Posted November 17, 2010:
The Smoldering Wick

by Sandra Malkovsky, friend of MH Raleigh.

My father was baptized Catholic but was never instructed in the faith and never taken to church. In fact, he was strongly indoctrinated against the faith by his Communist father.

As a child, I often heard my father mocking religious beliefs, especially around Christmas. This was very painful to me for I was given the gift of faith at five years of age.

For various reasons, I grew to fear and dislike my father. By the time I was a teenager, there was open rage between us. By the time I was a young adult—well, things had only gotten worse.

I prayed for my father all my adult life—for his conversion and for me to be able to forgive him for years of hurt. God gave me the grace to finally realize that there was nothing to forgive. Whatever my father had done was done in ignorance.

My mother died in 1997; she had been my father’s entire life. My sister and I could not imagine how he would live without her.

He had always had a problem with alcohol, and after her death, he drank himself unconscious every day. One day, when I went to visit him, I found him is such a state that I put him in the hospital. It was hours before he could talk, and when he did, he told me he wanted to die.

Then he said, "I wish I had your faith. I was baptized a Catholic, you know."

I was stunned. I said, "You could have faith if you really want to."

"No," he said, "I can’t."

Should I have called a priest at that time? I don’t know, but I didn’t.

Somehow he managed on his own for five more years, but finally he had to be put in assisted living. Later, he was put in Our House, a home for dementia patients.

I don’t know why, but it was at that time that I decided to do something about his faint call for help in the hospital that day.

The words from Isaiah kept coming to me: the smoldering wick he will not quench (Is 42:3). Surely if there was ever a smoldering wick, it was my father. Was it possible at this late hour to return him to the arms of the Church?

I contacted Our House and asked if I could have a priest visit my father. I was told that a priest visited there twice a month. To my amazement, the priest turned out to be Fr. Mayo, with whom I had traveled in a pilgrimage to Lisieux in 1997.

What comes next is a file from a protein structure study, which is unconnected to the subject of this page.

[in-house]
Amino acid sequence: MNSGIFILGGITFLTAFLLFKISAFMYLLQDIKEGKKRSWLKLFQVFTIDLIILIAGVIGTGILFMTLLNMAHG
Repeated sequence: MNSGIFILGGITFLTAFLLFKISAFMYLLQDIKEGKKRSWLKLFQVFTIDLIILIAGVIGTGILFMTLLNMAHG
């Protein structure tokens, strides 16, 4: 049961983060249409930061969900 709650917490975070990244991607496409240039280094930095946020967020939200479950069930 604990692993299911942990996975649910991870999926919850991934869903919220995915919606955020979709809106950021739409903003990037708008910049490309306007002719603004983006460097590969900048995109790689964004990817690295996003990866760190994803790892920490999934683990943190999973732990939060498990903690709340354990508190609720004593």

I called him, and he remembered me. I briefly told him my father’s story. "What can be done?" I asked. "Can you visit him? Can you bless him? Can you give him conditional absolution? Could he be buried as a Catholic? Could he have a funeral Mass?"

On the other end of the phone, a warm, kind voice just kept saying, "yes, yes, yes," and finally, "yes to all the above."

I hung up the phone and sat on the floor crying in joyful disbelief.

I decided to drive to Vermont to visit my father, a long way from North Carolina where I live. I had never visited him in Our House.

He could no longer talk, and the first day I was there, he did not know me. The second day he did, and he was able to say my name to the staff.

That day, I was with him for three hours. When I was about to leave, I leaned over to kiss him. I looked at him, he lifted himself in the chair, and we kissed on the cheek.

"I love you, Daddy," I said. He nodded his head and looked right in my eyes. There were tears in his. I embraced him as he sank back into the chair, and then I left.

He was 86, and it was the first time I had ever told him I loved him. It was hard to leave, but there was nothing more to do or say.

As I started driving home, I knew I would never see my father again. I knew God had kept him alive these last years for this moment and that now he would die.

This visit was on April 10, 2005, and when I arrived home, I began making funeral arrangements.

When I told my father I loved him, I was not being insincere. I meant it.

I knew that in seeing him in his weak, pitiable physical condition, I was seeing a physical image of his weak, pitiable soul, which God had always seen. Now I saw it, too, and so, for the first time, I experienced love for him.

Had I been St. Thérèse, I would have seen this weakness and been moved to compassion decades ago. But I am not St. Thérèse, so it took me many years to see. But that is all right. I finally did have compassion, and I would never be the same.

He died peacefully in his sleep early on the morning of May 28th, on a Saturday, Mary’s day. The funeral, which was on May 31, the Feast of the Visitation, was quiet but lovely. Fr. Mayo is gifted with a beautiful voice, and he sang the Mass. He read Isaiah 42:32—the smoldering wick.

St. Thérèse taught us that if it is our basic human instinct to be moved to compassion for the weak, how much more is this true of God? God cannot resist the weak, the little, the pitiable. We are all weak, little, pitiable. We can expect everything from him.


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